Exactly Who to Invite to the Rehearsal Dinner, According to Wedding Etiquette Experts

Do wedding party plus-ones make the cut?
Anna Hecht - The Knot Contributor.
Anna Hecht
Anna Hecht - The Knot Contributor.
Anna Hecht
The Knot Contributor
  • As a freelancer, Anna writes articles for The Knot Worldwide.
  • A former New Yorker, Anna now lives in Stockholm, Sweden, where she is the Deputy Managing Editor at a wellness startup.
  • In addition to writing for The Knot Worldwide, Anna has worked as an editor at CNN, a reporter for CNBC Make It, and has freelanced for many other well-established online publications.
Updated Sep 26, 2023

One of the most anticipated prewedding events is the rehearsal dinner. This special event typically takes place a day or two before the actual wedding, but compared to other prewedding events, the guest list is a little more exclusive. We're explaining exactly who to invite to the rehearsal dinner, backed by insight from etiquette experts and pro event planners. Plus, we've outlined everything in a handy checklist that you can reference when deciding who is invited to the rehearsal dinner.

In this article:

Who Is Invited to Your Rehearsal Dinner?

The rehearsal dinner is a meal that immediately follows the practice run-through of your wedding ceremony, so in short, anyone who's part of your wedding ceremony should be invited to the rehearsal dinner. This usually includes the maid or matron of honor, best man, bridesmaids, groomsmen, flower girl, ring bearer, readers, ushers and wedding officiant. Plus-ones of wedding party members are also typically invited to the rehearsal dinner.

"The rehearsal dinner is for anyone participating in your wedding ceremony and their spouse or significant other," says Jennifer Tolento, founder and wedding planner at Jennifer Tolento Events in Middletown, New Jersey. When it comes to creating a guest list for any wedding event, we recommend starting with those closest to you. Since the number of people who go to the rehearsal dinner is usually limited to your closest friends and family, finalizing your must-invites is especially important. Here's a detailed list of who is invited to the rehearsal dinner.

Who gets invited to the rehearsal dinner? infographic
Design: Natalie Romine

Wedding Party Members

Your wedding party members (best man or woman, maid or man of honor, bridesmaids, groomsmen, etc.) are some of the most important rehearsal dinner guests. If you're including ushers, readers or other loved ones in the ceremony rehearsal, they should be invited to the rehearsal dinner too. Flower girls and ring bearers are also traditional rehearsal dinner guests, along with their parents (even if the parents themselves aren't in the wedding). Lastly, don't forget to extend the invitation to everyone's spouses, partners and plus-ones.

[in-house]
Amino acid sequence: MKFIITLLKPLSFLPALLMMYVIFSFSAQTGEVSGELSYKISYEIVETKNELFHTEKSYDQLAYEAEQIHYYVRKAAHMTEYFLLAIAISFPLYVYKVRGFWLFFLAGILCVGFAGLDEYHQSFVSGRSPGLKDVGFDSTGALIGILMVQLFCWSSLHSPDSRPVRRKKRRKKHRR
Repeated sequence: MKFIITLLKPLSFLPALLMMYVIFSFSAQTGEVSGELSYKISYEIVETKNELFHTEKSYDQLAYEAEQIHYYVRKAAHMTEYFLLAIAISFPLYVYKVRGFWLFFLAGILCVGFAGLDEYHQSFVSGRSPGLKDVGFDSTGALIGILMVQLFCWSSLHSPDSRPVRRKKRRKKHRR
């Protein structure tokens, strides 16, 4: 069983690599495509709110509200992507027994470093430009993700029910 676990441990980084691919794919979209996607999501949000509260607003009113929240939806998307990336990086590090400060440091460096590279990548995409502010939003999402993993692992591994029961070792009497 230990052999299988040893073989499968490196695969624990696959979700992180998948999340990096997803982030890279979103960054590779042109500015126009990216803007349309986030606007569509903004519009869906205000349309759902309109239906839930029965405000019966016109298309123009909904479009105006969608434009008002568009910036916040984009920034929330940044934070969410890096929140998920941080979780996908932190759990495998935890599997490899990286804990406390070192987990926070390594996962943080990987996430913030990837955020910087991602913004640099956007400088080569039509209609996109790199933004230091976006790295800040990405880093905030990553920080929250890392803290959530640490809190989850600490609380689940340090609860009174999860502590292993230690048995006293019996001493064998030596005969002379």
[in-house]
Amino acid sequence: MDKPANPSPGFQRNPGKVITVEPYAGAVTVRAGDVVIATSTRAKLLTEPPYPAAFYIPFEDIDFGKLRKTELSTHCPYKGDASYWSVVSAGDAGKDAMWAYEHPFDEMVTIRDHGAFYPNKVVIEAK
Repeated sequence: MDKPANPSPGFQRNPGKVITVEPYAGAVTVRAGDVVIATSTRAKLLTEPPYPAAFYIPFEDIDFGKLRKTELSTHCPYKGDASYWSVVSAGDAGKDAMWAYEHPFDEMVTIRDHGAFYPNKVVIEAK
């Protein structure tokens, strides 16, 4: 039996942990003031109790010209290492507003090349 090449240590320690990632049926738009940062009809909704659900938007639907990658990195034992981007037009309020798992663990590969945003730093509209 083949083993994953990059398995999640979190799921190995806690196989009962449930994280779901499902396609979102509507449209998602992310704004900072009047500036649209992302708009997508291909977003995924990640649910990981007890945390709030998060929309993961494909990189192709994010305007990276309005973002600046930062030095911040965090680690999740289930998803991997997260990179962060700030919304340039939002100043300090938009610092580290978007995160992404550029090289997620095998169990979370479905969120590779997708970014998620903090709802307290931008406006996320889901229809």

Immediate Family Members

The couple's parents, grandparents and siblings are typically in attendance, explains Anne Chertoff, chief operating officer at Beaumont Etiquette, a consultancy that specializes in etiquette training throughout Britain, Europe and the US. "A couple may decide to invite other close family members and friends, too," Chertoff says. Stepparents and your siblings' plus-ones should also be invited.

Wedding Officiant

Since your wedding officiant plays a big role in your ceremony rehearsal—not to mention the actual wedding day—it's thoughtful to invite them to your rehearsal dinner, along with their partner or plus-one.

Out-of-Town Guests

It's also common to invite out-of-towners to the rehearsal dinner, so that they have "something to do the night before the wedding," Chertoff adds. While hosting out-of-town guests at your rehearsal dinner is a nice gesture, it's not a must. If you have a lot of out-of-towners and your budget is tight, you can skip inviting them altogether, or arrange a separate get-together for dessert and/or drinks after the rehearsal dinner.

Other Friends and Relatives

If your wedding party is fairly small, you may have a few close friends who aren't involved in the ceremony—or maybe you have a large group of friends and couldn't include everyone. Either way, you can add close friends as potential rehearsal dinner guests even if they're not in the wedding party. Godparents, aunts, uncles and cousins are other possible guests, depending on how close you are with them.

Find your kind of venue

From barns to ballrooms, discover reception venues that feel like you.

Who Should You Not Invite?

"The purpose of the rehearsal dinner is for the couple to get together with family and friends and say 'thank you' to everyone who has helped with the preparations, as well as to welcome out-of-town guests who may have traveled far and wide to get to the wedding," says Diane Gottsman, an international etiquette expert and founder of the Protocol School of Texas. "This is where family members and friends who have never met will meet for the first time before the big day."

But keep in mind that the rehearsal dinner is different from a wedding welcome party, so you may have to make some tough decisions about who to invite.

"The rehearsal dinner is for a limited number of guests who have actively participated in preparations, are in the wedding party and will be presiding at the wedding, such as the officiant," Gottsman says. As a result, it's usually the case that you'd only invite the wedding party (and their plus-ones), immediate family members, the officiant and potentially out-of-towners.

You don't need to invite guests who aren't directly involved with the ceremony or attending as the plus-one of someone in your wedding party. On top of that, you can skip sending an invite to most of your other wedding guests, such as extended family members, coworkers and friends of parents.